I deeply regret thanking my grammar school headmaster for my education.
We were walking along the marble corridors of St Colman’s College in June 1979. He was chuckling as we studied the framed photographs of the winning football teams. I was in seven of the trophy winning pictures. He also featured in each one basking in the glory of the school’s success. He was proud of the teams and the good name of the college. He patted me on the back and wished me well in the future.
If I could go back and undo that day I would. I hate the way he fooled me. I liked him. I knew he had a reputation as a hard man but in the 70s a lot of teachers carried a cane or strap and had no qualms about using their weapon of choice. Fr Malachy Finegan was like all the others, tough and fair or at least that’s what I thought.
Last week I watched Tony Gribben talk to Sharon O’Neill on UTV. Tony was a year ahead of me at St Colman’s. He described the abuse he suffered at the hands of Malachy Finegan. The headmaster I thanked was a paedophile. He carried out serious sexual assaults on a number of pupils. At least 12 are claiming some form of deserved compensation. No amount of money could ever make up for what that clerical monster did.
I feel ashamed that as an 18-year-old I had no idea about the dark side of Finegan. I hope if I had known I would have spoken out. I hope I would have challenged him and called the police. At that time the boys suffering at his wicked hands didn’t speak out. They were terrified. They had nowhere to turn. Finegan knew he had the power and he felt free to abuse at will.
The Catholic Church has a shameful record on child protection. Protecting the reputation of the church was often more important than protecting the lives of children.
A boy being abused in St Colman’s College would not have been believed. One teenager who did eventually seek help was told he was sinful.
There was no point in complaining to the church and in the 1970s the idea of approaching the police wasn’t a realistic possibility for teenage boys in Newry. Firstly at the height of the troubles, the RUC did not see the issue as a priority and secondly the IRA would have frowned greatly on anyone seeking assistance at the local police station. There was nowhere to turn. The idea of telling your peer group wasn’t possible either. You would most likely have been ridiculed and ignored.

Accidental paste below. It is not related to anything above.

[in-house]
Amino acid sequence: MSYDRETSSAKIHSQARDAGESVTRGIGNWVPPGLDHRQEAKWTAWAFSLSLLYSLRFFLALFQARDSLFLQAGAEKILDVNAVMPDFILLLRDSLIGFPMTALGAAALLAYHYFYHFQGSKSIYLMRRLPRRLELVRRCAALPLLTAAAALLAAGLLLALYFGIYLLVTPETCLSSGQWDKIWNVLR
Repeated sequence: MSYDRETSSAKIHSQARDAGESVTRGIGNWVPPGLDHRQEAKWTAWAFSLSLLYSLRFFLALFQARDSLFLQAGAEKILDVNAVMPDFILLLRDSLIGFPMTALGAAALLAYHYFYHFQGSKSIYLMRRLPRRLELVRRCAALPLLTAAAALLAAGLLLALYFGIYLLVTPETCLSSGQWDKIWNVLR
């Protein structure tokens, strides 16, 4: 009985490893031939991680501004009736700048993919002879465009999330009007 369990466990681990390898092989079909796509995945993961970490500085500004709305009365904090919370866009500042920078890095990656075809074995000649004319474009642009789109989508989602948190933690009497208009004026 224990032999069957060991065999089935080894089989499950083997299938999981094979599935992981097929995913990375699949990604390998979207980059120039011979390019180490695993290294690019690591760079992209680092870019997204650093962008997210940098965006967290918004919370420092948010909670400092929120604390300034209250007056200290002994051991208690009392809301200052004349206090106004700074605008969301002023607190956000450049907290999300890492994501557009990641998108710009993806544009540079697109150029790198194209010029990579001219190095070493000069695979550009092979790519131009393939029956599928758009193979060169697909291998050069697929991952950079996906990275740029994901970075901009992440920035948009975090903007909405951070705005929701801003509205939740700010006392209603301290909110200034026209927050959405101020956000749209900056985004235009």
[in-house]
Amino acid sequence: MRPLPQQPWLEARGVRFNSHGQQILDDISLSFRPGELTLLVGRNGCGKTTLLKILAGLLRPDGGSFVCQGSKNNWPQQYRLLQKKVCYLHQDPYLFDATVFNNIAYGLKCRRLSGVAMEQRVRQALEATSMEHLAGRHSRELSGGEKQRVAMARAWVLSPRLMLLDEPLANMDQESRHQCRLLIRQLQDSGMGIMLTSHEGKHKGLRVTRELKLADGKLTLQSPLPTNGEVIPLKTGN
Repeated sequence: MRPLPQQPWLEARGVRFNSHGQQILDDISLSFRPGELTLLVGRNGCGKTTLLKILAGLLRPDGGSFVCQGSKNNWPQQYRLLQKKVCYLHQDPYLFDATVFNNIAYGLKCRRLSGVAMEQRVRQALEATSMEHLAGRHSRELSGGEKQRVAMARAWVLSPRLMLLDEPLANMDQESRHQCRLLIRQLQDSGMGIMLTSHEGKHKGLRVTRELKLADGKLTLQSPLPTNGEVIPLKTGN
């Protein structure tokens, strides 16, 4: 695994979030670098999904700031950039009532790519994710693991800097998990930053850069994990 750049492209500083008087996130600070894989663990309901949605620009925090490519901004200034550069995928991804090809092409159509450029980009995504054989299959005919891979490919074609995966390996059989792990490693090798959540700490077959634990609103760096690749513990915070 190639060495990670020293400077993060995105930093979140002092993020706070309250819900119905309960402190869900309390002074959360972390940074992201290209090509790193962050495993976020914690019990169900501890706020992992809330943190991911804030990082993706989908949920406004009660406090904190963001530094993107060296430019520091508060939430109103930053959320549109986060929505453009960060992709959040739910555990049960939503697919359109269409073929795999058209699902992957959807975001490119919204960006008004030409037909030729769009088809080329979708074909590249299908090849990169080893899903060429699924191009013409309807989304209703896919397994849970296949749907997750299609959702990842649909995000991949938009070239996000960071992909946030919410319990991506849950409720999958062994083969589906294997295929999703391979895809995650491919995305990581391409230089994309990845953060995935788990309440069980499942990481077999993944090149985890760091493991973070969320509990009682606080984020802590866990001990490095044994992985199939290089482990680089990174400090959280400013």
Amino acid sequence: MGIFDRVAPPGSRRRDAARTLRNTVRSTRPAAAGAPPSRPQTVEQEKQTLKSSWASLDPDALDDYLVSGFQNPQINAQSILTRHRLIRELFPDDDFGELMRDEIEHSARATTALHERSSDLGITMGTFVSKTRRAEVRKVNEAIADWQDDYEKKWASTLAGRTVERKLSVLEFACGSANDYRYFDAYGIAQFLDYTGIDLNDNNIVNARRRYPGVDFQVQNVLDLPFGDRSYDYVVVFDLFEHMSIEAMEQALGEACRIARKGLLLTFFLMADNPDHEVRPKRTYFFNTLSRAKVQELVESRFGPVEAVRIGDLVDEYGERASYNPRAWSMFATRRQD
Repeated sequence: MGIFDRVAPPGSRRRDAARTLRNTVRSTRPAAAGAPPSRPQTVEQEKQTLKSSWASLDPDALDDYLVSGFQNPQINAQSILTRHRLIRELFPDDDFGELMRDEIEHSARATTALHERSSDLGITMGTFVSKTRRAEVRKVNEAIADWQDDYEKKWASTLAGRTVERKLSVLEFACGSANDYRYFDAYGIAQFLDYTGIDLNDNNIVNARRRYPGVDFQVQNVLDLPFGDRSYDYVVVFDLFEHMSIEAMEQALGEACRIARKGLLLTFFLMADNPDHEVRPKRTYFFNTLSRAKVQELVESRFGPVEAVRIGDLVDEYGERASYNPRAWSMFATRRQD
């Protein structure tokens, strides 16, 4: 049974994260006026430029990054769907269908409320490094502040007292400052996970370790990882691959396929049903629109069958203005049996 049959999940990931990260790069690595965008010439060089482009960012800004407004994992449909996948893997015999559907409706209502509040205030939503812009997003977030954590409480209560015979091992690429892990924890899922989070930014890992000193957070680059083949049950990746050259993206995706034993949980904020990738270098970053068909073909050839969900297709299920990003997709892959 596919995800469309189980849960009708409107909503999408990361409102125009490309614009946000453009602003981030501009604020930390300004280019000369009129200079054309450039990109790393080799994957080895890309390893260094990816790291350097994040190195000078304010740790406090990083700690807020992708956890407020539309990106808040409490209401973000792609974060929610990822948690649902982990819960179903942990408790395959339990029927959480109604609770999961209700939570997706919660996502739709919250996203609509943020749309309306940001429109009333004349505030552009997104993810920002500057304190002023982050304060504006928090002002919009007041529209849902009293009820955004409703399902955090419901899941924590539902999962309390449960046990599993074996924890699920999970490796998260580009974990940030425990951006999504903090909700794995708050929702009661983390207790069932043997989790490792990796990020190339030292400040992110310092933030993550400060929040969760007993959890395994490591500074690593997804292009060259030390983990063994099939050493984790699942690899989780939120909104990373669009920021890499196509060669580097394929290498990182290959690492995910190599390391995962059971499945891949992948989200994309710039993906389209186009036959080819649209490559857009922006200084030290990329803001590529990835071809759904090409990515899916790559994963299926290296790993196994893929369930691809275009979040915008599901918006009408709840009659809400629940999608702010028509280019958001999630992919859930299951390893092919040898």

I wonder how many of my former school mates were abused by Finegan. I admire the courage of those who have come forward. I wish as a senior pupil I had been able to help and I am sure adults who worked there feel equally fooled by the ogre. He destroyed lives and he escaped punishment. He was moved by the Catholic Church to a parish in Co Down.
When he died he was given a full priestly funeral even though he was known to be a paedophile. One of his victims campaigned to have his headstone removed from his grave in Warrenpoint cemetery. Thankfully this has been done. A small token towards eradicating him from our midst.
His face has also been removed from the team photos on the corridors in St Colman’s. I was back there recently as a guest of the present principal. I was happy to return on behalf of the good people associated with the place. The college continues to be oversubscribed as pupils from Co Down and various parts of Armagh seek an outstanding education. Present day staff and pupils are successfully reinstating the good name of St Colman’s but rebuilding the shattered lives of Finegan’s victims is probably an impossible task.
My thoughts are with every one of them.
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